But with Instagram’s newest feature, at least users know when they’ve seen everything and can stop scrolling without FOMO. Instagram is showing some users a mid-feed alert after a bunch of browsing that says “You’re All Caught Up – You’ve seen all new post from the past 48 hours.” When asked about it, Instagram confirmed to TechCrunch that it’s testing this feature. It declined to give details about how it works, including whether the announcement means you’ve seen literally every post from people you follow from the last two days, or just the best ones that the algorithm has decided are worth showing you.
The feature could help out Instagram completists who want to be sure they never miss a selfie, sunset, or supper pic. Before Instagram rolled out its algorithm in the summer of 2016, they could just scroll to the last post they’d seen or when they knew they’d last visited. Warning them they’ve seen everything could quiet some of the backlash to the algorithm, which has centerd around people missing content they wanted to see because the algorithm mixed up the chronology.
But perhaps more importantly, it’s one of the app’s first publicly tested features that’s clearly designed with the “time well spent” movement in mind. Facebook CEO Mark Zuckerberg has been vocal about prioritizing well-being on Facebook over profits, to the point that the network reduced the prevalance of viral videos in the feed so much that that app lost 1 million users in the U.S. and Canada in Q4 2017. “I expect the time people spend on Facebook and some measures of engagement will go down . . . If we do the right thing, I believe that will be good for our community and our business over the long term too” he wrote.
But Instagram’s leadership had been quiet on the issue until last week, TechCrunch broke news that buried inside Instagram was an unlaunched “Usage Insights” feature that would show users their “time spent”. That prompted Instagram CEO Kevin Systrom to tweet our article, noting “It’s true . . . We’re building tools that will help the IG community know more about the time they spend on Instagram – any time should be positive and intentional . . . Understanding how time online impacts people is important, and it’s the responsibility of all companies to be honest about this. We want to be part of the solution. I take that responsibility seriously.”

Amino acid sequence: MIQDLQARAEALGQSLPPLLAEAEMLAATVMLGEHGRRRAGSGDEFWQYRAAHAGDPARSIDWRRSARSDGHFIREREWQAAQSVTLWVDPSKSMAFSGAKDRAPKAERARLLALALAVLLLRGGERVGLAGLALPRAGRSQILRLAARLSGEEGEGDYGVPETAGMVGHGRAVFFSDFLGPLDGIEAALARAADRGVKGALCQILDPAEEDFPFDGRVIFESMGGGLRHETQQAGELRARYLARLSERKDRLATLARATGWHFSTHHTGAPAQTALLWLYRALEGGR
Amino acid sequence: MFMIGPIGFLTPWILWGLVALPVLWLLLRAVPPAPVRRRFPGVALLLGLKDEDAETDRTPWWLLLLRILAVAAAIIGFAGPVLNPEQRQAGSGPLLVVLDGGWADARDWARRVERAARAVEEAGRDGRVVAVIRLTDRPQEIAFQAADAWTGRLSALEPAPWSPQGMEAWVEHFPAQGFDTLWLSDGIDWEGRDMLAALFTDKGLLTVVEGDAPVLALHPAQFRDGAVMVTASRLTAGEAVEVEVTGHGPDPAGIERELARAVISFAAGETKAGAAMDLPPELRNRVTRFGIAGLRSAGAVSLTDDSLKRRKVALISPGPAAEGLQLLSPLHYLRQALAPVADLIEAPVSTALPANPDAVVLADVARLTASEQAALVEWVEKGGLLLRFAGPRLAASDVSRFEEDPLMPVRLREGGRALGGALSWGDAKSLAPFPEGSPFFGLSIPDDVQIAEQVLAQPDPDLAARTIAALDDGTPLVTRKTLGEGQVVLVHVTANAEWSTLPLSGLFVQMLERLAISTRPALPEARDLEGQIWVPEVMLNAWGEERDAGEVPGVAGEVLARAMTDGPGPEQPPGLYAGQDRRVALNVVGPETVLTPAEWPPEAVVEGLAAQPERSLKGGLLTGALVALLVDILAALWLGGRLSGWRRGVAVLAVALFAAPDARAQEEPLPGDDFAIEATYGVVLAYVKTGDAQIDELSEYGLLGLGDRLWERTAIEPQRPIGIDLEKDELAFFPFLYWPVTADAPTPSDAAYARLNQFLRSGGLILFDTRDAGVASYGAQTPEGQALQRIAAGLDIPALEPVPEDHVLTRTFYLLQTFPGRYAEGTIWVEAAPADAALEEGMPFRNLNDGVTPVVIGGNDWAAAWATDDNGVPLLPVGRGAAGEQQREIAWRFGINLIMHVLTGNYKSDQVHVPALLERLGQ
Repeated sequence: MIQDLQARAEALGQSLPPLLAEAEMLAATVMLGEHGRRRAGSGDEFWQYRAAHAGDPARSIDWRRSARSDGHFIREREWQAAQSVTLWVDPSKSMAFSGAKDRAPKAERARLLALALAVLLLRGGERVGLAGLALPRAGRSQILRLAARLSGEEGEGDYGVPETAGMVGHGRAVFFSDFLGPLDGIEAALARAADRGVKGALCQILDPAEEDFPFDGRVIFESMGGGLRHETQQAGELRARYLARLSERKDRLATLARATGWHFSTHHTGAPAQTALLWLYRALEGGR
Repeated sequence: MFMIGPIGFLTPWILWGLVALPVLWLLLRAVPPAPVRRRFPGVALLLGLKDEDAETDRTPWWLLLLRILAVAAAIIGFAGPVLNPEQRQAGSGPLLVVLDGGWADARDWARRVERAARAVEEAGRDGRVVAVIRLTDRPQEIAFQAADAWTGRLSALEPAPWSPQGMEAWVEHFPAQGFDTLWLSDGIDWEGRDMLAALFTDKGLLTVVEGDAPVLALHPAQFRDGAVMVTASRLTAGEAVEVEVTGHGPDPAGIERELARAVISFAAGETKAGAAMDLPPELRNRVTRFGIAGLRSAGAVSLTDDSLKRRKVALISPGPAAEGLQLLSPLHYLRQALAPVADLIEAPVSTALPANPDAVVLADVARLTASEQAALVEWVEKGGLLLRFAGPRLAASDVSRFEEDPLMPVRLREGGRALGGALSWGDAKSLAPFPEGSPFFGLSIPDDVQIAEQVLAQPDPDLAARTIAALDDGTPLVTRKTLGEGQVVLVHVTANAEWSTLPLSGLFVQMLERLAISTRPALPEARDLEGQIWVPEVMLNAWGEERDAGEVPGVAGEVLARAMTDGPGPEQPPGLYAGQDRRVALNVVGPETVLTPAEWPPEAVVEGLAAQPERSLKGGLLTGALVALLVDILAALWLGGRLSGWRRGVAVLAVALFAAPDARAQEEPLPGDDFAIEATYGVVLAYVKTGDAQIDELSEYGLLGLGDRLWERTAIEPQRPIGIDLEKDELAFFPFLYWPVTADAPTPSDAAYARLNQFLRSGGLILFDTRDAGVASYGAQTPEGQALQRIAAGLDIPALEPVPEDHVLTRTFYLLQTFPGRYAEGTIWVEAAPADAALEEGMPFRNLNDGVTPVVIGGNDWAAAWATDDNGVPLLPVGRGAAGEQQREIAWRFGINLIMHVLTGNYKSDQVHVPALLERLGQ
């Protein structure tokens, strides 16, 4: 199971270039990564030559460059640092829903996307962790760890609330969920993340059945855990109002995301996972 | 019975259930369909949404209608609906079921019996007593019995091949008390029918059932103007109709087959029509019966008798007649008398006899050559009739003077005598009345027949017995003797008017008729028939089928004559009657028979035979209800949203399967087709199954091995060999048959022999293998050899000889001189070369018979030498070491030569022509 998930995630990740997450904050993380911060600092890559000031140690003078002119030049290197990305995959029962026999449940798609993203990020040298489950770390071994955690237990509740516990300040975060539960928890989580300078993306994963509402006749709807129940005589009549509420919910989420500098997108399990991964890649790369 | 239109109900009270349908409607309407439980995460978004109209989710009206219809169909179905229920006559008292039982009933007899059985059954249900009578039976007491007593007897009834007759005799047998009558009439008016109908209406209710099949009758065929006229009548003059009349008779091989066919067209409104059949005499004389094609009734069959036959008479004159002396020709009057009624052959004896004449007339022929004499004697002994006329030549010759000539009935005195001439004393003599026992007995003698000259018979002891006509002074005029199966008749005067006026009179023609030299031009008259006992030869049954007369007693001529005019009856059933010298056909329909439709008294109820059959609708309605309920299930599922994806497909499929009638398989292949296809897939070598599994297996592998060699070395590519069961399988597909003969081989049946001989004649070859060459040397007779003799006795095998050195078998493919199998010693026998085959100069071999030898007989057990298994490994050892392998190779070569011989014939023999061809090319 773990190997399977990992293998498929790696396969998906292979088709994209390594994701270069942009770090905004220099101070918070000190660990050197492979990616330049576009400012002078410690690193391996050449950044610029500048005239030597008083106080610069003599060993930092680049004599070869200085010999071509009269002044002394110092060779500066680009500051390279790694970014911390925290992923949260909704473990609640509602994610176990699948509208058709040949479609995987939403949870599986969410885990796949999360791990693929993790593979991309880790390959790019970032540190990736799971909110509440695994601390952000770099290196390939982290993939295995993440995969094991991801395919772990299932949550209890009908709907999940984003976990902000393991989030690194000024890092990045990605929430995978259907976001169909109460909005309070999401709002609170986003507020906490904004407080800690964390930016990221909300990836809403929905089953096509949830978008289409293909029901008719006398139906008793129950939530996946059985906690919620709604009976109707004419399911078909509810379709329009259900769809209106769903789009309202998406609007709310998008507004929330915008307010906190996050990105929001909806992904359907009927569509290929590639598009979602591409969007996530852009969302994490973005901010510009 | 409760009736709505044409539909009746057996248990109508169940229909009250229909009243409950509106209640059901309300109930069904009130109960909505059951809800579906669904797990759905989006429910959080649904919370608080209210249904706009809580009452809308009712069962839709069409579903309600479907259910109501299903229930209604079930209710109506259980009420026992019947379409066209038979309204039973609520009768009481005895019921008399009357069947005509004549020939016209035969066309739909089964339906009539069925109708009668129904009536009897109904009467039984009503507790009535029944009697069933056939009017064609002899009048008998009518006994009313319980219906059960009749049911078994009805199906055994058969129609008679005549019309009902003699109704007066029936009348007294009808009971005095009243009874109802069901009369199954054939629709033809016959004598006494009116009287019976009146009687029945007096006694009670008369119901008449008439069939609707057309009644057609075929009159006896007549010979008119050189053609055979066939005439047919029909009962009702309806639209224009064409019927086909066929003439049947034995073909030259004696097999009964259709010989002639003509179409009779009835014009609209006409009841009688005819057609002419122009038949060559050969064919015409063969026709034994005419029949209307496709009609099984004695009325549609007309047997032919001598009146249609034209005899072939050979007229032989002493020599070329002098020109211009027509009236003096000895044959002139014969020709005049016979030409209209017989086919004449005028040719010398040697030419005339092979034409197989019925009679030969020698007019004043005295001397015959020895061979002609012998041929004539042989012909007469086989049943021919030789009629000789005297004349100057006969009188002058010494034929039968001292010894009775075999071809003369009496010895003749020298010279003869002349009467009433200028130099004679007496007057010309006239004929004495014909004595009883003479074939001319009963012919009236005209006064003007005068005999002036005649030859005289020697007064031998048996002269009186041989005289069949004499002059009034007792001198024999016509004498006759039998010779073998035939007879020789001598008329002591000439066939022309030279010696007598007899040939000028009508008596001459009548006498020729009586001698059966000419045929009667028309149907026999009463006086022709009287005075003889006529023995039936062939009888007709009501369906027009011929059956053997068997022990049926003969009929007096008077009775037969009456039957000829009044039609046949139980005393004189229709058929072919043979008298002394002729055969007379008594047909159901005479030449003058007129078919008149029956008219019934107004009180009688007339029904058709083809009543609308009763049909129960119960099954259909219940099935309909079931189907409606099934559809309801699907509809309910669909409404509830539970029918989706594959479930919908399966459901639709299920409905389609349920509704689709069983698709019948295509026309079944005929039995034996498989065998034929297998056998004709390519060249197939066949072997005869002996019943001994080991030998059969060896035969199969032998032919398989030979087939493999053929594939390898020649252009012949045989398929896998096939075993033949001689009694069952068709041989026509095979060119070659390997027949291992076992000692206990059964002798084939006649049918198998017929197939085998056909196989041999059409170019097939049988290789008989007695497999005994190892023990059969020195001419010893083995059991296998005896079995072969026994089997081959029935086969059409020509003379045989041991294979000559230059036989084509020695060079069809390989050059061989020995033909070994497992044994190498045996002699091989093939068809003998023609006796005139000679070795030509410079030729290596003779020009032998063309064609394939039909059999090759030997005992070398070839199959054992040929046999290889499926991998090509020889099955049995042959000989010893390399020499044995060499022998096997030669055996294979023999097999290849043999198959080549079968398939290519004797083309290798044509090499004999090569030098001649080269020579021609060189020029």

Instagram is preparing a “Usage Insights” feature that will show how long you spend in the app. Image via Jane Manchun Wong
It’s reassuring to hear that one of the world’s most popular, but also overused, social media apps is going to put user health over engagement and revenue. Usage Insights has yet to launch. But the “You’re all caught up” alerts show Instagram is being earnest about its commitment. Those warnings almost surely prompt people to close the app and therefore see fewer ads, hurting Instagram’s bottom line.
Perhaps its a product of Facebook and Instagram’s dominance that they can afford to trade short-term engagement for long-term sustainability of the product. Some companies like Twitter have been criticized for not doing more to kick abusers off their platforms because it could hurt their user count.
But with Android now offering time management tools and many urging Apple to do the same, the time well spent reckoning may be dawning upon the mobile app ecosystem. Apps that continue to exploit users by doing whatever it takes to maximize total time spent may find themselves labeled the enemy, plus may actually be burning out their most loyal users. Urging them to scroll responsibly could not only win their favor, but keep them browsing in shorter, healthier sessions for years to come.